Fostering Inclusive Workplaces

Free to Attend

Online

Celina Mfuko

Equality, Diversity and Inclusion Manager at NHS England Diversity and Inclusion Manager at ENH Tech; Research Manager at St Bartholomew’s Hospital

Dr Zaza Johnson Elsheikh

Chair of Counter-Terrorism Advisory Group; Panel Member at CMDS (Commercial and Medical Dispute Solutions) and the Founder of Converge and Belief in Mediation and Arbitration

Dr Zaza Johnson Elsheikh is dually qualified as a medical doctor and solicitor as well as being a highly experienced mediator and International Commercial Arbitrator (CIArb).

Hannah Lowe

Hannah Lowe, Research Fellow, Dialogue Society

Jeevantika Lingalwar

Partner Technology Strategist for Microsoft; Founder and President of International Women in Tech Ireland and Founder of India Ireland Connect

Jeevantika Lingalwar is a mentor, speaker and entrepreneur. Jeevantika is the Founder & President of the International Women in Tech Ireland group, a Technical Manager/Co-Founder of Quantum Computing Ireland, and also a Founder of India Ireland Connect. She is a Member of IEEE in Ireland.

Prof Heidi Safia Mirza

Professor of Race, Faith and Culture at Goldsmiths, University of London; Emeritus professor at UCL Institute of Education

Professor Heidi Safia Mirza is a Professor of Race, Faith and Culture at Goldsmiths, University of London and is an emeritus professor at UCL Institute of Education. Much of her research focuses on race, multiculturalism, Islamophobia, and gendered violence.

Trisha Webbe

Assistant Director of East and North Hertfordshire NHS Trust

Terms such as “diversity” and “inclusion” have dominated discussions on how it is best to shape our workforce in our multicultural British context.

Being merely diverse is not enough, in an integrated workforce the expectation that microaggressions (a term used to describe daily verbal, behavioural, or environmental indignities towards a race group) be identified and tackled is key to the development of an inclusive workplace.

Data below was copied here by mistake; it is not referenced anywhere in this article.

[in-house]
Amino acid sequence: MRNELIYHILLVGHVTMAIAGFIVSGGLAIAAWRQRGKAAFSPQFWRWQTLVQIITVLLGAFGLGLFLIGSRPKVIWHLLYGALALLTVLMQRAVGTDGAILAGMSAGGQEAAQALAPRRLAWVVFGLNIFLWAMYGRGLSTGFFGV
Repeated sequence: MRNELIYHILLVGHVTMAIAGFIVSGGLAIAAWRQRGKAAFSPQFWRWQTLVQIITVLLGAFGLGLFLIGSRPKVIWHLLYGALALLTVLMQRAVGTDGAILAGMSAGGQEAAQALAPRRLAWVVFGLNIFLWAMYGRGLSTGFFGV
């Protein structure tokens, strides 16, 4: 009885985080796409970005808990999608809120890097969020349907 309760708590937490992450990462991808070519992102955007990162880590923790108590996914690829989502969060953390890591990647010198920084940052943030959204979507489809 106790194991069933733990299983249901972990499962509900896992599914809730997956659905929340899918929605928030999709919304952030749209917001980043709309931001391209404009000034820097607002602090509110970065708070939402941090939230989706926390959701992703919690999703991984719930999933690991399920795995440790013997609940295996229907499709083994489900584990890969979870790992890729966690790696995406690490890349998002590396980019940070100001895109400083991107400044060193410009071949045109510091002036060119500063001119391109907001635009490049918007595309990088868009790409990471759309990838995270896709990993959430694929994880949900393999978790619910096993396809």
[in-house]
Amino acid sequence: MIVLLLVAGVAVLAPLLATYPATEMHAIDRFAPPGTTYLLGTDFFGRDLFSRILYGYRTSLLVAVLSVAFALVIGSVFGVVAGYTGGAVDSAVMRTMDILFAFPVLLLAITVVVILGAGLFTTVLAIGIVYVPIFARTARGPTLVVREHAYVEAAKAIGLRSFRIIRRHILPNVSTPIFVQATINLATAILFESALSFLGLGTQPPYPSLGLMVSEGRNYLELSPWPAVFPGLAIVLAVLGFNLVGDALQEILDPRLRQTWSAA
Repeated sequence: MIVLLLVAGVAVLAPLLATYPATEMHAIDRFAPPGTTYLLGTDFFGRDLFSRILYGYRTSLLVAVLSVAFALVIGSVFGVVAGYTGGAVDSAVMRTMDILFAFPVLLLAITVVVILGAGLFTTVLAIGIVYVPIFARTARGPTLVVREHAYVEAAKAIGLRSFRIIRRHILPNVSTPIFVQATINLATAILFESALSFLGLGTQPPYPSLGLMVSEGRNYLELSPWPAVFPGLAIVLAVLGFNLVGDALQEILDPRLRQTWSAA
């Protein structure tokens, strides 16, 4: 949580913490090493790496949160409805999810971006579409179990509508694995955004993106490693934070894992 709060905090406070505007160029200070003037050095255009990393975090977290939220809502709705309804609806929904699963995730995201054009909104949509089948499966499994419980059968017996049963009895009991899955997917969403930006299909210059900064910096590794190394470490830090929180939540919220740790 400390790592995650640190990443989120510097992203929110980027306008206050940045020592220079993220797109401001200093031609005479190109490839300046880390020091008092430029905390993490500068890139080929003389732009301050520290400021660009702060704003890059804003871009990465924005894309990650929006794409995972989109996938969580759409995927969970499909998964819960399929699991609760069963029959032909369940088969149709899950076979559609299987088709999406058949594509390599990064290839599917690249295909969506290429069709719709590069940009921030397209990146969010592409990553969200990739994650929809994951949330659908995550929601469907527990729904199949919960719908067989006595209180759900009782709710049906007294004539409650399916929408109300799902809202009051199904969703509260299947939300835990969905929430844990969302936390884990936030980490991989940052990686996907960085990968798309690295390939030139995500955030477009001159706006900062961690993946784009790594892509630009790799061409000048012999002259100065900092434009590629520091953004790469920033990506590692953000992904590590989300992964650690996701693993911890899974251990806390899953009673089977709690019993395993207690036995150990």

A workforce in which individual and group differences are valued and perspectives embraced would be titled an inclusive environment. In this environment, talent and innovation are projected to flourish, with research suggesting if black, Asian and minority ethnic individuals were in an inclusive working environment, in which their contributions mattered and abilities fostered to achieve their full potential, an additional £24 billion would be gained to the economy.

In addressing perceived vote-yielding tactics of a fallacy of an inclusive workplace, civil rights activist Jesse Jackson famously stated, “inclusion is not a matter of political correctness. It is the key to growth.” This growth can be observed as a marker of both economic growth and integration. Our working life is the bedrock of our society, if dominated by prejudice and violations of rights of equality we can start to see a crumbling in other areas of our society.

The panel will therefore address the following questions:

  • What is an “inclusive workplace” and why is it needed?
  • What are the current lived realities in the UK?
  • How can such an environment be fostered?

Fostering Inclusive Workplaces | Racial Equality Panel Series

Highlights